The Big East is currently in a 60-day exclusive negotiating window with ESPN for its next media rights deal. Few expect a deal to be struck within that 60-day window, especially if it means a deal exclusively with ESPN. As has been widely reported, both Fox Sports and NBC Sports are anxious to get their hands on additional live sports programming. John Ourand of the Sports Business Daily gathered a roundtable of industry experts to get their opinions on which network or collection of networks will ultimately win the bidding for Big East sports. Here's what they had to say. Some of the answers might surprise you.
Big East: The majority believes ESPN and Fox will split the package.
Lee Berke, president and CEO of LHB Sports, Entertainment & Media: "ESPN [will win because of] the advantages of incumbency plus the desire to retain an important part of the network’s heritage."
Len DeLuca, founder of Len DeLuca & Associates: "While NBCU should be favored, a split deal like the Pac-12 or new Atlantic 10 deal is possible, with ESPN and Fox the likely partners."
Ed Desser, president of Desser Sports Media, "CBS [will win] due to history, Fox and ESPN deals with other conferences, and a desire to use CBS Sports Network on a package that isn’t what it used to be."
Joel Lulla, professor at the University of Texas: "The Big East will be shared between Fox and ESPN. Notre Dame leaving the Big East could dampen NBC’s appetite to pay a premium for the product."
First, I'm surprised to hear anyone indicate that CBS will be a major player for the rights. I haven't seen anything that gives me the impression that they'd be interested in it and I'm not convinced that just because the Big East hired Mike Aresco away from CBS, it'd be enough to make them commit that kind of money to the Big East. I'm also not convinced that the Big East would want to sell off those rights to play exclusively on the CBS Sports Network. If the deal included national broadcasts on CBS, before or after the typical Verne/Gary SEC game, well I'd be all in favor of that, but I don't think that's what Ed Desser has in mind.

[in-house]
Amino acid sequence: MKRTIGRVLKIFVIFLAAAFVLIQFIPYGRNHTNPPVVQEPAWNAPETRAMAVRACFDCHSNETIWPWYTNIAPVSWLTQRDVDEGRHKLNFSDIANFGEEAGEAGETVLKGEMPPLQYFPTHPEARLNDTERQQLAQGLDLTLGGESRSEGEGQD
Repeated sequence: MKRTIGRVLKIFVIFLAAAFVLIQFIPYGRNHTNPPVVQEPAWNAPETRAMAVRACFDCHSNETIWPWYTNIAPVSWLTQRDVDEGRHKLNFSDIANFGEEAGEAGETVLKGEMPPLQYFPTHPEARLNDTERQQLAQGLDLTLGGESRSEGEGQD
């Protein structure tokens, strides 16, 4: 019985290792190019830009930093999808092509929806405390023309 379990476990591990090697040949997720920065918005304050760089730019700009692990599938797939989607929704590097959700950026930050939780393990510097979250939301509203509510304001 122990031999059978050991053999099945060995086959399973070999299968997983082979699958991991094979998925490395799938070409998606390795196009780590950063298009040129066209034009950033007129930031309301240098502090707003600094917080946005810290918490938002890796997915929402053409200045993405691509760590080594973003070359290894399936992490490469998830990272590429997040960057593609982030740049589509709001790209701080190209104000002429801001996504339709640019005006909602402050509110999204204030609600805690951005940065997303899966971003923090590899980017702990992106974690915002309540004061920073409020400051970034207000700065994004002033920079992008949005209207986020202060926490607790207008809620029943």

Second, I'm surprised NBC isn't more of a player in the minds of the experts, but I think I can see why. The fact that Notre Dame is leaving for the ACC and will be exclusively on ESPN for its non-football sports likely dampens some of NBC's rumored plans to try and package Big East sports around its already established relationship with Notre Dame. Also, it'd be somewhat awkward to try and package Big East football and Notre Dame football together when there's no relationship between the school and the conference anymore.
Third, I'm not surprised to see increasing talk of a deal that involves Fox and ESPN together like the PAC-12 and Big 12 have. Despite how poorly ESPN has treated the Big East over the past two years, it will own all of the television rights for the expanded postseason format going forward, so there's value in retaining some working relationship with ESPN. A combination deal between the two networks would accomplish keeping NBC from expanding its college sports offerings while helping Fox Sports expand its coverage (which it has been doing aggressively, locking down the Tier 3 rights for virtually every Big 12 school) and thereby driving up the value of the contract. If Fox Sports is serious about converting the Speed Channel into a full sports channel, that'd be another outlet for Big East sports.
I don't think the Big East will reach an agreement on a television rights package any time soon, but it's still interesting to see what people in the industry think will occur. A more interesting and important question at this point is, how much will it be worth?